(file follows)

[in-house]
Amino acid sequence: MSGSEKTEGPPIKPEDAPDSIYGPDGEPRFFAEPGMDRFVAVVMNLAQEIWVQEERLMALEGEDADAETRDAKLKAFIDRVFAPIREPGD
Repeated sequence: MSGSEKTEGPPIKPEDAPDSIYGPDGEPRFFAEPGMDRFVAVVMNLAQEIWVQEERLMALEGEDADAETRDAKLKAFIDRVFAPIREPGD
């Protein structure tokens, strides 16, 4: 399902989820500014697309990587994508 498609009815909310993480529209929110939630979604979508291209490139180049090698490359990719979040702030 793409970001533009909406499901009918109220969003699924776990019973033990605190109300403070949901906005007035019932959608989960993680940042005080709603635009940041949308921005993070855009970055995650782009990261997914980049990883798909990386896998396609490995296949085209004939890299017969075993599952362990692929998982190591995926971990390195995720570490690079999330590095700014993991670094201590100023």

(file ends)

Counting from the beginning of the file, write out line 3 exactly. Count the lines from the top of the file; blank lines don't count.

Repeated sequence: MSGSEKTEGPPIKPEDAPDSIYGPDGEPRFFAEPGMDRFVAVVMNLAQEIWVQEERLMALEGEDADAETRDAKLKAFIDRVFAPIREPGD